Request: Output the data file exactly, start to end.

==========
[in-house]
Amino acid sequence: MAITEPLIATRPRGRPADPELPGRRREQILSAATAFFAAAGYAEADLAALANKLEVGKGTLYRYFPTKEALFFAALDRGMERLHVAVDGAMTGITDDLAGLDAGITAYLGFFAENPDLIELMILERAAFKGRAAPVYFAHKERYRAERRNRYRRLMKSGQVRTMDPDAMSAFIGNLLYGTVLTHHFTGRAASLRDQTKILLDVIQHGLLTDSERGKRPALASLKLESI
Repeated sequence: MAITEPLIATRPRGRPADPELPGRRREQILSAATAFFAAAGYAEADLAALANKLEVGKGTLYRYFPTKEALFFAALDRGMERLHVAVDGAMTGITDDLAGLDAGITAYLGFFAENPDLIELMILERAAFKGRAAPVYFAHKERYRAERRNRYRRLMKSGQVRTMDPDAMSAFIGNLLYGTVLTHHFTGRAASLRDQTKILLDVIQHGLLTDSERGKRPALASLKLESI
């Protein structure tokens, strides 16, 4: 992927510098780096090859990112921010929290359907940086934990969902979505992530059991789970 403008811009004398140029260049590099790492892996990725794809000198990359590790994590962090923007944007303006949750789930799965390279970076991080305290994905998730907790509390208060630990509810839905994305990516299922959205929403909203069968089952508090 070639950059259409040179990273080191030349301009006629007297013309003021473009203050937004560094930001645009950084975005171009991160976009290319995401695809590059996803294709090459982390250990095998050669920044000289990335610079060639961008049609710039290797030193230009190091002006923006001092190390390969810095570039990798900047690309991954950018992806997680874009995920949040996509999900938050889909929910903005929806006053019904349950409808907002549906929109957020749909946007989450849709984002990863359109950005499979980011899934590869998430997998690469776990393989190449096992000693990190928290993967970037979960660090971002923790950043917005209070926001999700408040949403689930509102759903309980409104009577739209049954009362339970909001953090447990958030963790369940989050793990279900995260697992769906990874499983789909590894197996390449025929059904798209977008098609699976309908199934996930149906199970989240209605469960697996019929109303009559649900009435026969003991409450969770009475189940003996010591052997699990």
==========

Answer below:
[in-house]
Amino acid sequence: MAITEPLIATRPRGRPADPELPGRRREQILSAATAFFAAAGYAEADLAALANKLEVGKGTLYRYFPTKEALFFAALDRGMERLHVAVDGAMTGITDDLAGLDAGITAYLGFFAENPDLIELMILERAAFKGRAAPVYFAHKERYRAERRNRYRRLMKSGQVRTMDPDAMSAFIGNLLYGTVLTHHFTGRAASLRDQTKILLDVIQHGLLTDSERGKRPALASLKLESI
Repeated sequence: MAITEPLIATRPRGRPADPELPGRRREQILSAATAFFAAAGYAEADLAALANKLEVGKGTLYRYFPTKEALFFAALDRGMERLHVAVDGAMTGITDDLAGLDAGITAYLGFFAENPDLIELMILERAAFKGRAAPVYFAHKERYRAERRNRYRRLMKSGQVRTMDPDAMSAFIGNLLYGTVLTHHFTGRAASLRDQTKILLDVIQHGLLTDSERGKRPALASLKLESI
């Protein structure tokens, strides 16, 4: 992927510098780096090859990112921010929290359907940086934990969902979505992530059991789970 403008811009004398140029260049590099790492892996990725794809000198990359590790994590962090923007944007303006949750789930799965390279970076991080305290994905998730907790509390208060630990509810839905994305990516299922959205929403909203069968089952508090 070639950059259409040179990273080191030349301009006629007297013309003021473009203050937004560094930001645009950084975005171009991160976009290319995401695809590059996803294709090459982390250990095998050669920044000289990335610079060639961008049609710039290797030193230009190091002006923006001092190390390969810095570039990798900047690309991954950018992806997680874009995920949040996509999900938050889909929910903005929806006053019904349950409808907002549906929109957020749909946007989450849709984002990863359109950005499979980011899934590869998430997998690469776990393989190449096992000693990190928290993967970037979960660090971002923790950043917005209070926001999700408040949403689930509102759903309980409104009577739209049954009362339970909001953090447990958030963790369940989050793990279900995260697992769906990874499983789909590894197996390449025929059904798209977008098609699976309908199934996930149906199970989240209605469960697996019929109303009559649900009435026969003991409450969770009475189940003996010591052997699990």